Sixteen Children Rescued From Sex Trade in Super Bowl Sting

From The New American by Raven Clabough, February 4, 2014

As Americans gathered around their televisions Sunday night to watch the showdown between the Denver Broncos and Seattle Seahawks, an FBI sting operation had already successfully rescued 16 juveniles, some as young as 13, who were brought to New Jersey by their pimps in the weeks before the Super Bowl for work in the sex trade.

Nearly 50 pimps and their associates were arrested in the operation, FBI officials announced on Tuesday. Some of the traffickers admitted to having traveled to New Jersey from various other states in order to force women and children to engage in sexual acts with Super Bowl tourists for money.

“High-profile special events, which draw large crowds, have become lucrative opportunities for child prostitution criminal enterprises,” Ron Hosko, assistant director of the FBI’s Criminal Investigative Division, said in a statement. “The FBI and our partners remain committed to stopping this cycle of victimization and putting those who try to profit from this type of criminal activity behind bars.”

Those rescued ranged from age 13 to 17. According to FBI officials, some of the juveniles were reported missing by their families, while others are foreign nationals.

The sting involved assistance from various agencies. Fox News writes,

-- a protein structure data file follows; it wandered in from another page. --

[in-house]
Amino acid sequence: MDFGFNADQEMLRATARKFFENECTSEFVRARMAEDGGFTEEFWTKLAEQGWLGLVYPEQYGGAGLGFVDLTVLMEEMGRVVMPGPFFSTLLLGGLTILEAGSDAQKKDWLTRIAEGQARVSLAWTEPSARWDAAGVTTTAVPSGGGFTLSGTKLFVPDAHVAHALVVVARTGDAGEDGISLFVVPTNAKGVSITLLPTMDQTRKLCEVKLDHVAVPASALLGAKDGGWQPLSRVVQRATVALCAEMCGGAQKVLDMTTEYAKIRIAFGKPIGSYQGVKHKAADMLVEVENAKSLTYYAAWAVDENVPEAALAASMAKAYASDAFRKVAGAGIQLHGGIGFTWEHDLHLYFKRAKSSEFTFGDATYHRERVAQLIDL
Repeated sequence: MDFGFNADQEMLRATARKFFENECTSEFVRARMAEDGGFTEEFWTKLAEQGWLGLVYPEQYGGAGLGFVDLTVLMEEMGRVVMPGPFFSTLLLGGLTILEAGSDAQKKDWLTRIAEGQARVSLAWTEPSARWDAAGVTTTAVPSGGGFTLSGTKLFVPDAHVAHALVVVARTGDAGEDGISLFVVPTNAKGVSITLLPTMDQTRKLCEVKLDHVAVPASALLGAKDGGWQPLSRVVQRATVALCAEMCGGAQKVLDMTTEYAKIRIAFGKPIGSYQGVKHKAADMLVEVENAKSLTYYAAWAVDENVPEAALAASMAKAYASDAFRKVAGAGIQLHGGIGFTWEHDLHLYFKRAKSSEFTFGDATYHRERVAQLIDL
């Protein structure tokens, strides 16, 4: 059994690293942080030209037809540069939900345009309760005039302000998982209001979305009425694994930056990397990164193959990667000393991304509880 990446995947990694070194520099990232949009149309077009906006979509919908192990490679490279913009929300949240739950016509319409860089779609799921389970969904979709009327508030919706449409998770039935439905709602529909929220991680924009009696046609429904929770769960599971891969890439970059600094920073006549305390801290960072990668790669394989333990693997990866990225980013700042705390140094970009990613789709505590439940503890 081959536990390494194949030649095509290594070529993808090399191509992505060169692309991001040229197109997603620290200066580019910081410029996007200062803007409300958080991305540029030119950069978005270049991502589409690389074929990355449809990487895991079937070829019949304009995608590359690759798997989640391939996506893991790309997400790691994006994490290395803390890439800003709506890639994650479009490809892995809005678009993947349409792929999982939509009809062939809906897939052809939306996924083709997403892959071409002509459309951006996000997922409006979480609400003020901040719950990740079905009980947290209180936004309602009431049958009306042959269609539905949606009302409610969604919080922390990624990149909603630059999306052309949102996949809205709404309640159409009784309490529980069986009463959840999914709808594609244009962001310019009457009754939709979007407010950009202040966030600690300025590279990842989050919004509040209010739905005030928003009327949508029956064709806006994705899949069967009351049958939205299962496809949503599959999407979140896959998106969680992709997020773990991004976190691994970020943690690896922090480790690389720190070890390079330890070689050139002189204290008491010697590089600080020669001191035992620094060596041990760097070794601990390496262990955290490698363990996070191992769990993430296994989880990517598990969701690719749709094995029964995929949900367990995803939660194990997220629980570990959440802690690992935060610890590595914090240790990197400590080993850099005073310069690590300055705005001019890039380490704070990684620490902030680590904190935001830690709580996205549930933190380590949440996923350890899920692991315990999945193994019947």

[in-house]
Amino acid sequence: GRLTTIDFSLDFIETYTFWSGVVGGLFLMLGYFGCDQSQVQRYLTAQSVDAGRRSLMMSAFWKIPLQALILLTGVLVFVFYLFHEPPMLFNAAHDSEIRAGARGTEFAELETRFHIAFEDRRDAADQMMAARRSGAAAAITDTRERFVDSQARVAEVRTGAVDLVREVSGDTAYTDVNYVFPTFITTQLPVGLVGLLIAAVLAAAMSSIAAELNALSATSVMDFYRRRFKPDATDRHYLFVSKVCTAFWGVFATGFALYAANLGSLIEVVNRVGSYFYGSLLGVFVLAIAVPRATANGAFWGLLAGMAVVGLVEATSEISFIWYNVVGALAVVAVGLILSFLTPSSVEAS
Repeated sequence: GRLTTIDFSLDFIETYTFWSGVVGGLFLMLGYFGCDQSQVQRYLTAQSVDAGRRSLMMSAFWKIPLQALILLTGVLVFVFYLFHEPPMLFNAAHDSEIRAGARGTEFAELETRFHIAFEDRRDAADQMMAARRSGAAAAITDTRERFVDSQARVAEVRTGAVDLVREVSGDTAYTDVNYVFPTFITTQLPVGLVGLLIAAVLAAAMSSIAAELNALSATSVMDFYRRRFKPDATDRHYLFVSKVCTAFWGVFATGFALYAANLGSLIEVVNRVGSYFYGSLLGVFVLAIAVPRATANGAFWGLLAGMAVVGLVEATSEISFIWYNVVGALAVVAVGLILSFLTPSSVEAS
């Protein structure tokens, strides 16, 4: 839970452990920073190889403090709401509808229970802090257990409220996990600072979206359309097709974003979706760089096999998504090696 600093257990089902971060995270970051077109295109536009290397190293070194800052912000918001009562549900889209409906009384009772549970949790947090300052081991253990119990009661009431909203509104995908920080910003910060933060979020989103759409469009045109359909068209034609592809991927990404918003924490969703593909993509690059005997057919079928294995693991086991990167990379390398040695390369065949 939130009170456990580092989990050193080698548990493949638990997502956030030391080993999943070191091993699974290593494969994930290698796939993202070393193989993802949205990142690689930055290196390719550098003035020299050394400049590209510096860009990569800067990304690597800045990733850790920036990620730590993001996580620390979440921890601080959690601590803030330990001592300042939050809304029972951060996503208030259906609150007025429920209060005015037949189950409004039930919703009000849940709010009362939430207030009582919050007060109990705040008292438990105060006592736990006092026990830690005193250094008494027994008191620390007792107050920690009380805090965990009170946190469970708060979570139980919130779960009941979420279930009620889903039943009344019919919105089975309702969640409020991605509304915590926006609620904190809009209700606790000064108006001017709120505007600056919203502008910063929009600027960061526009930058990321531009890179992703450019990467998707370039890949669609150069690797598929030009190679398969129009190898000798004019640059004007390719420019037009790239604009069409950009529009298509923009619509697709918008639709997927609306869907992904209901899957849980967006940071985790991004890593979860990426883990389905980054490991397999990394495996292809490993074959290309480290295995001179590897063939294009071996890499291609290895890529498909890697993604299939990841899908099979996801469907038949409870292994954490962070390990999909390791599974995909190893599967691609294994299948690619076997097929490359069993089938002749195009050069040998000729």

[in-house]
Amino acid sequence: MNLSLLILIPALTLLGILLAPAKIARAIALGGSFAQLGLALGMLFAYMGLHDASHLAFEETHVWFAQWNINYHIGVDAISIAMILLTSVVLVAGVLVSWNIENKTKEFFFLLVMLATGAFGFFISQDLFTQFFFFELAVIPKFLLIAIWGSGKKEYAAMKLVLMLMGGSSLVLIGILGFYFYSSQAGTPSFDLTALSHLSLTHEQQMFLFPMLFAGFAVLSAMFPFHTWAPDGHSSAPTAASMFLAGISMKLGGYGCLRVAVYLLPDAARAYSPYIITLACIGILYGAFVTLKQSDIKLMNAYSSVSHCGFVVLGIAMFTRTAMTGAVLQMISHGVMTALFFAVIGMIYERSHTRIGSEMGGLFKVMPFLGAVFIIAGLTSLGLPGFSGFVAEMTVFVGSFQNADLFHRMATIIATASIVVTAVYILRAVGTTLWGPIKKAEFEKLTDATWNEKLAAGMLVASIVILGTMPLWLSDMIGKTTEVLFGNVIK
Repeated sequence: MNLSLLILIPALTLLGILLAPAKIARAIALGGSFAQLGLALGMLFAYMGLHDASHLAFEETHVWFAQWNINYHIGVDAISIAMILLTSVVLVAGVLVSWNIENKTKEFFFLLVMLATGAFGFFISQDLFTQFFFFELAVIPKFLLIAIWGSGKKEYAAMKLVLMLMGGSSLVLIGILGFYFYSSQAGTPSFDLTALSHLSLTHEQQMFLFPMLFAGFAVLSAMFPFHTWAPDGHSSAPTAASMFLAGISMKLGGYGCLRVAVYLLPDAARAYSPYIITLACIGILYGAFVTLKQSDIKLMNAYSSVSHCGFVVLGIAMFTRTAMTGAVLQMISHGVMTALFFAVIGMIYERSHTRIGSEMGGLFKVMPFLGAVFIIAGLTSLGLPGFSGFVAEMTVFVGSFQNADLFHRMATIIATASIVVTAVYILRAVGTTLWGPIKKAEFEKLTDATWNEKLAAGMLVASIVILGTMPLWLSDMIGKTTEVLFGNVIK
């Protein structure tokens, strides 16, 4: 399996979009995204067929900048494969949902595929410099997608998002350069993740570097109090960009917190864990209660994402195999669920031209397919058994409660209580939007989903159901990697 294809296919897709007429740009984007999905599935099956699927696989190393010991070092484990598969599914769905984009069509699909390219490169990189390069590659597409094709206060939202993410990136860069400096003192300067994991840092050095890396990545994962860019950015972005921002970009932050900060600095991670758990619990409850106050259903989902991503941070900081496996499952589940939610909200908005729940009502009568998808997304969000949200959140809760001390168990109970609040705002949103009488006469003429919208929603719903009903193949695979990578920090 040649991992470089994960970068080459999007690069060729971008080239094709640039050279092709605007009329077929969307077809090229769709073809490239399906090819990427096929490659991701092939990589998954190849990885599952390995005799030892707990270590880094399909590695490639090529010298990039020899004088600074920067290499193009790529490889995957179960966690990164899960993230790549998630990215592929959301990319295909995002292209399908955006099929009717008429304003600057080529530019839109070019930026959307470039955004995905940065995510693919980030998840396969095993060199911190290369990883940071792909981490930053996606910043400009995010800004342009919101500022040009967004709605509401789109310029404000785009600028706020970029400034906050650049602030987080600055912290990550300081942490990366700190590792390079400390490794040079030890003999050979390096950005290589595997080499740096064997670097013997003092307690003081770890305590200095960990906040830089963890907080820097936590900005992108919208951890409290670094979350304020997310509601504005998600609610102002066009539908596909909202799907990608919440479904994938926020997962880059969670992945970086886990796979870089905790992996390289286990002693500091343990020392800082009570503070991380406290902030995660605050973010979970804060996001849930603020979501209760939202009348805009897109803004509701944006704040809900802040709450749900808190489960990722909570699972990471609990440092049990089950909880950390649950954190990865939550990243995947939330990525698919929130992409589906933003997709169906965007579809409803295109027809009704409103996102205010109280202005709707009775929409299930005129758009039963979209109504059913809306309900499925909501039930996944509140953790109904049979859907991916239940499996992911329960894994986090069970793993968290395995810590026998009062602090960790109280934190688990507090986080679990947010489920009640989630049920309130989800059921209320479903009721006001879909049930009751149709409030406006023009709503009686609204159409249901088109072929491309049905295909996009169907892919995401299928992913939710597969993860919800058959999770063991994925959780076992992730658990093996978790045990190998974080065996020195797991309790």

The FBI worked with federal, state and local law enforcement agencies over a six-month period leading up to the Super Bowl. The operation is part of the Innocence Lost National Initiative, established in 2003 by the FBI’s Criminal Investigative Division, in partnership with the Department of Justice and the National Center for Missing and Exploited Children, to combat child prostitution.

The Initiative is responsible for recovering over 3,000 children, CBS News reports. Likewise, the investigations and 1,400 convictions have culminated in long sentences for the perpetrators.

Danielle Douglas, a speaker who is a sex-trafficking survivor, said any major sporting event such as the Super Bowl is a prime place to find sex traffickers because they are looking to make big money.

“The Super Bowl is a huge, huge arena for sex trafficking,” Douglas said. Some visitors “are coming to the Super Bowl not even to watch football — they are coming to the Super Bowl to have sex with women, and/or men or children.”

Once it was determined that the 2014 Super Bowl would be held at MetLife Stadium in East Rutherford, New Jersey, officials immediately began to train workers at various surrounding agencies and businesses to spot signs of sex trafficking.

CBS News writes:

New Jersey officials set up training for legions of law enforcement personnel, hospitality workers, high school students, airport employees and others on signs of sex trafficking. Local houses of worship handed out fliers notifying congregants of warning signs, and truckers were trained to look for people — mostly women but also men — who may be held against their will. Sex trafficking, to be prosecuted as such, must involve — unlike prostitution — not only a buyer and seller of sex but also a pimp or trafficker controlling the transaction, according to the New Jersey attorney general’s office.